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Moral Leadership and the Environment (Lesson with PowerPoint)

Detail of leaf, Canada. CREDIT: Curt Carnemark/World Bank (CC)

This lesson allows students to evaluate and discuss why environmental protection is a moral/social justice issue using the Flint Water Crisis as a case study.

The attached PowerPoint has students explore how human health can be negatively affected by air and water pollution as well as how climate change can intensify natural disasters. They are then asked: How do we overcome these challenges? Through a reading or video activity along with the attached worksheet, students will analyze how the community and government responded to dangerously contaminated water in Flint, Michigan. They will look at techniques used by community leaders and discuss what makes a "moral leader" when it comes to the environment and how can we, as individuals, be part of the solution.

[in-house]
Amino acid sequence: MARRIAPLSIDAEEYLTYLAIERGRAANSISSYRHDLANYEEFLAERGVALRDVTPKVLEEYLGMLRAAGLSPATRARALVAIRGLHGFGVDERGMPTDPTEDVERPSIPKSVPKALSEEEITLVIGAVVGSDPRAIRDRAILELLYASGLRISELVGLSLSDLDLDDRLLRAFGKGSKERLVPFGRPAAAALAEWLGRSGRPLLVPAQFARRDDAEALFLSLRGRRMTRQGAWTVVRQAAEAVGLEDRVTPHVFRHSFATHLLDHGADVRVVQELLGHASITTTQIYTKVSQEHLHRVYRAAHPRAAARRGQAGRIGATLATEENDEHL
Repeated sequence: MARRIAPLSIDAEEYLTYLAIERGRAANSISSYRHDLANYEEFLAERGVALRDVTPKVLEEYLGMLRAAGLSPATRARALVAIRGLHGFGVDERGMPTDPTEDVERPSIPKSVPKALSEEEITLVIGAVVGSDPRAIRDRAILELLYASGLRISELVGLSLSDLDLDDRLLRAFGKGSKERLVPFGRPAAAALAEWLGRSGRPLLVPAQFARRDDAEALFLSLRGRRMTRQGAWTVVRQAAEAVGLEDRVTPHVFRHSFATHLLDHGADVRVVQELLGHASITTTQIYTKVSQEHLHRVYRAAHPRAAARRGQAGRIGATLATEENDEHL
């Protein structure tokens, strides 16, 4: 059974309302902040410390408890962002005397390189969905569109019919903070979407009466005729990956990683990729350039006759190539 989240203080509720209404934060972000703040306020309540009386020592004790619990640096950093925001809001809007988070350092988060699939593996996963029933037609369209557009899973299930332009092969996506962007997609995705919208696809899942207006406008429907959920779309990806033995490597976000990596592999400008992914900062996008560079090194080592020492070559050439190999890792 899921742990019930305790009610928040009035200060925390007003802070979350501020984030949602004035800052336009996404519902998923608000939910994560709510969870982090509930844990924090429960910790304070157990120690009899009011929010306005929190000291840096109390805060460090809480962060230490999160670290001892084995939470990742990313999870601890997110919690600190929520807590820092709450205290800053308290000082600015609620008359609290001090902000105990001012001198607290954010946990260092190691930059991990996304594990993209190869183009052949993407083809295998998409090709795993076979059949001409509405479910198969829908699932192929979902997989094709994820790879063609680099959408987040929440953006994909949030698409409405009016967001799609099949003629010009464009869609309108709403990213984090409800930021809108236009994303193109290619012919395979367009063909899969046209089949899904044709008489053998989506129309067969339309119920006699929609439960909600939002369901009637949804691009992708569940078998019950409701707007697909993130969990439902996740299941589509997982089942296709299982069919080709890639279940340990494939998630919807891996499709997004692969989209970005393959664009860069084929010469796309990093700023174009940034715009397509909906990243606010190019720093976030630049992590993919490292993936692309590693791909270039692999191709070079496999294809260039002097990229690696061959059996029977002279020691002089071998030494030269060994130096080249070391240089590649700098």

Suggested accompanying research projects:

  • Students can research other issues related to human health and the environment, such as air pollution or oil spills. Who was responsible for the contamination? Who was the whistle blower? What ultimately happened? Is there now long-term policy to prevent an issue like this from happening again?

  • Students can research two American leaders in the environmental movement–one from the 20th century and another from the 21st century–and compare their ideas, campaigns, successes, and failures. What has changed in the last hundred years concerning the environment? Do the same problems still persist? Is it harder or easier to create positive environmental change today than it was in the 20th century? Do the leaders of these movements share the same "moral" characteristics?